In Colorado criminal cases, unsupervised probation is where you report directly to the court rather than being supervised by a probation officer. This is a more relaxed form of probation reserved for low-level misdemeanor cases and for first-time offenders.
The conditions of unsupervised probation typically include:
- Community service,
- Not committing another crime,
- Paying restitution to victims, and
- Drug or alcohol classes and treatment.
Unsupervised probation is often less expensive than supervised probation because there are fewer fees to pay. It is also less inconvenient.
In this article, our Colorado criminal defense lawyers will address:
- 1. What is probation?
- 2. What is unsupervised probation?
- 3. What are the benefits of unsupervised probation?
- 4. What do I still have to do under unsupervised probation?
- 5. What are the penalties for violating unsupervised probation?
1. What is probation?
Probation is often a part of the sentence for a criminal conviction. It is a list of things that you have to do, instead of going to jail. Probation is frequently a part of a plea bargain. It is a possibility for people convicted of anything other than a:
If you break the terms of your probation, you can face serious consequences. You could go back to jail. You could also have your probation revoked and replaced with new, stricter terms.
The terms of your probation depend on your criminal conviction. For example, probation for driving under the influence (DUI) will likely include alcohol testing and treatment.
Some of the most common conditions of probation include:
- Domestic violence classes,
- Alcohol or drug treatment,
- Paying restitution to victims of the crime,
- Paying court costs,
- Covering the supervision fee for probation,
- Staying sober,
- Relinquish your firearms,
- Performing community service,
- Attending victim impact panels,
- Regularly check in with a probation officer,
- Consent to warrantless searches of your home, car, or person,
- Continually update personal information, including your address and employment information, and
- Not leave the state of Colorado without prior approval.
Additionally, probation forbids you from committing another crime.1
2. What is unsupervised probation?
With unsupervised probation, you do not report to a probation officer. Instead, you report your progress directly to the court.
Unsupervised probation is relatively rare. Most of the time, probation is supervised. Courts tend to only issue unsupervised probation if:
- You do not have any prior criminal convictions,
- You were convicted for a low-level misdemeanor, and
- You have already completed most or all of the terms of your probation while under supervision.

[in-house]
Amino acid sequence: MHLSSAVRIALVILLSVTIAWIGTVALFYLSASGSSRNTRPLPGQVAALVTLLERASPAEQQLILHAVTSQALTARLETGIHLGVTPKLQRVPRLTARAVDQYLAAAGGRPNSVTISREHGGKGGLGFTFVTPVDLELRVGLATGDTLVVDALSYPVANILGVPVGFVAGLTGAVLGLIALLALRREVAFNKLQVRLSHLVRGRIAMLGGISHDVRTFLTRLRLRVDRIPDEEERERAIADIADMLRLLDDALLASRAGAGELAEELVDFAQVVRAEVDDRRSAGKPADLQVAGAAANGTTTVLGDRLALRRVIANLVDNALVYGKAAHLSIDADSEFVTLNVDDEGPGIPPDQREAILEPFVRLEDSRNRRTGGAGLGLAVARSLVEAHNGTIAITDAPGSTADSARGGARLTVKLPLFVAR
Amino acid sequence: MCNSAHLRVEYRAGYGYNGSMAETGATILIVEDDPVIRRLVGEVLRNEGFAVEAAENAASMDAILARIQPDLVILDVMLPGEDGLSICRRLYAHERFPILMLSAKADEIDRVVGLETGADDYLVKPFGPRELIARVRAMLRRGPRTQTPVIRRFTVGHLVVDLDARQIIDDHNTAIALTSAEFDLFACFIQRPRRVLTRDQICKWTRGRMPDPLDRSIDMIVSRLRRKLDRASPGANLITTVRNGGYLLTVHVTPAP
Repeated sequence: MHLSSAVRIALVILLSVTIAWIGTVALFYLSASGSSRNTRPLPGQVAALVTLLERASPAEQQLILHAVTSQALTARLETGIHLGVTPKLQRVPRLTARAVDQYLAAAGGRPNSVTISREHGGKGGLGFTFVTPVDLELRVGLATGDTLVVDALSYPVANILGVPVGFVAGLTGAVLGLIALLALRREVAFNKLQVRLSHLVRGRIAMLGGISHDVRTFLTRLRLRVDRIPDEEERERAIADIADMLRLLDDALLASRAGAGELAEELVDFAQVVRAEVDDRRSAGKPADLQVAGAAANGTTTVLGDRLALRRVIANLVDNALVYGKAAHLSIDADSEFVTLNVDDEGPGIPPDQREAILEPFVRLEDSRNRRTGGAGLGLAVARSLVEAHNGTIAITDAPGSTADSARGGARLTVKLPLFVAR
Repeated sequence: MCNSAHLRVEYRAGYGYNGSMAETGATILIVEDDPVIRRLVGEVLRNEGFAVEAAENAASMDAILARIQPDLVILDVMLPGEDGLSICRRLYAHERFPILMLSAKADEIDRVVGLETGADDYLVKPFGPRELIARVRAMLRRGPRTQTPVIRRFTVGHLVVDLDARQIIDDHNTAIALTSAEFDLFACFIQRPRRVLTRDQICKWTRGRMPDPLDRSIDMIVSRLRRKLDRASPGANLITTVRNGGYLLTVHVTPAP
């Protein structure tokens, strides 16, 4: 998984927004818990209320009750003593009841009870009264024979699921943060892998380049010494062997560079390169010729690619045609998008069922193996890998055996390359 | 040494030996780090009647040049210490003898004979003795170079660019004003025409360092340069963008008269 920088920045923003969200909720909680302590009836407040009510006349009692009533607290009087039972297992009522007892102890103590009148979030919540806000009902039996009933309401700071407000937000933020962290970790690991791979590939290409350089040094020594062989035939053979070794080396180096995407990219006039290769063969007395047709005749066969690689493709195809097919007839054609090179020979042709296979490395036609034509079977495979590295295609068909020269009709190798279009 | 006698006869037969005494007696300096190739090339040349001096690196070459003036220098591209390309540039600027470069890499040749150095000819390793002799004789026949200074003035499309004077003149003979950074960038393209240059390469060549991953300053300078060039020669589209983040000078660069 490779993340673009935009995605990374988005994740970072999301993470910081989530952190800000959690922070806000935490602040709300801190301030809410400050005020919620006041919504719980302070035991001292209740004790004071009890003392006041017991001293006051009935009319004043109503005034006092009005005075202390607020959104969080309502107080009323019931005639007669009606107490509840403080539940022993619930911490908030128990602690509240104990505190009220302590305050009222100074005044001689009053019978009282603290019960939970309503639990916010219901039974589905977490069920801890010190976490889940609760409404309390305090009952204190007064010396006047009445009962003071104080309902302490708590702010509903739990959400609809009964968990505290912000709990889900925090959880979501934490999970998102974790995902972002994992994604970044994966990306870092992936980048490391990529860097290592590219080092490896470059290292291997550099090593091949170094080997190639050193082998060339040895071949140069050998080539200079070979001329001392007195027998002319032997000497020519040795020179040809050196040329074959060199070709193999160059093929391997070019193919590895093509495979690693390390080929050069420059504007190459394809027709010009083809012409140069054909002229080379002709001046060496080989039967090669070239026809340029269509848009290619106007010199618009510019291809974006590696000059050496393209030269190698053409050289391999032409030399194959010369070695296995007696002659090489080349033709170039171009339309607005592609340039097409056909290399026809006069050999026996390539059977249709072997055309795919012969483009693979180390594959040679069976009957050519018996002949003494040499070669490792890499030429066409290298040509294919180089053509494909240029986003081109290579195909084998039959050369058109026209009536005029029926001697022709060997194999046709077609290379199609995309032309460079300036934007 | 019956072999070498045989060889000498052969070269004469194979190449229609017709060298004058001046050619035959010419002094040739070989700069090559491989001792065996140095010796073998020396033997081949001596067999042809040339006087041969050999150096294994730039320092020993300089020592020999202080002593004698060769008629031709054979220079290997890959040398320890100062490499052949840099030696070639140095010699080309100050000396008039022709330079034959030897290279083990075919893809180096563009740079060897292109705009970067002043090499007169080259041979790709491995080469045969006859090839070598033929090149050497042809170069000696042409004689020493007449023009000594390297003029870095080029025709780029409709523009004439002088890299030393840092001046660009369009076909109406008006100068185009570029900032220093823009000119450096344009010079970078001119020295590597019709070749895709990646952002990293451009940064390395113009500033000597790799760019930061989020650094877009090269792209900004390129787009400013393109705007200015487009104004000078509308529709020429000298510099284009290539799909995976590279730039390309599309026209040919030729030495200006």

Most unsupervised probations come after a period of supervised probation. Courts let you complete most of the requirements of your probation under supervision. Then they shift you into unsupervised probation because there is little else to monitor.2
3. What are the benefits of unsupervised probation?
In unsupervised probation, you do not have to deal with a probation officer. Instead, you can report directly to the court. The benefits of this setup include:
- Not having to pay supervision fees, which can cost $50 per month,
- No longer having to meet with your probation officer every month, and
- Fewer sobriety checks or drug tests.
When probation is unsupervised, it drastically reduces the costs and hassle.3
4. What do I still have to do under unsupervised probation?
Just because probation is unsupervised does not mean it is over, though. You still need to comply with all of the rules (called terms and conditions of probation). These include:
- Returning to court for regular progress reports
- Not committing a new crime,
- Paying any fines or court-ordered restitution, and
- Not leaving Colorado without prior approval.
You also have to update the court as to your status. Under supervised probation, this is the job of the probation officer. When probation is unsupervised, you have to do it. If you complete a requirement of your probation, you will have to bring proof of completion to the court.
The exact terms of your probation are often unique to your case. Before being put on unsupervised probation, it is important to clearly understand what you still have to do. You should ask your lawyer, probation officer, or court official.4
5. What are the penalties for violating unsupervised probation?
If you violate any of the terms of unsupervised probation, the court can:
- Issue an arrest warrant,
- Force you to post bail to be released,
- Revoke your probation,
- Change the terms of your probation to make them more stringent,
- Turn unsupervised probation into supervised probation, or
- Send you to jail.
The penalties for violating probation are especially serious if your probation was part of a deferred sentence. In these cases, the original sentence can be imposed. This can include fines and jail time.
If you are accused of violating your probation, the court will schedule a probation hearing. At this hearing, the judge will decide if you broke the terms of your probation. Prosecutors only have to prove their case by a preponderance of the evidence.5
Call us for help…
Unsupervised probation is often the last part of the sentence for a criminal conviction. You should take extra care to not break the terms of your probation at this stage. Our criminal defense lawyers can help see you through to the end. Contact us online with any questions about the process or if you need legal help.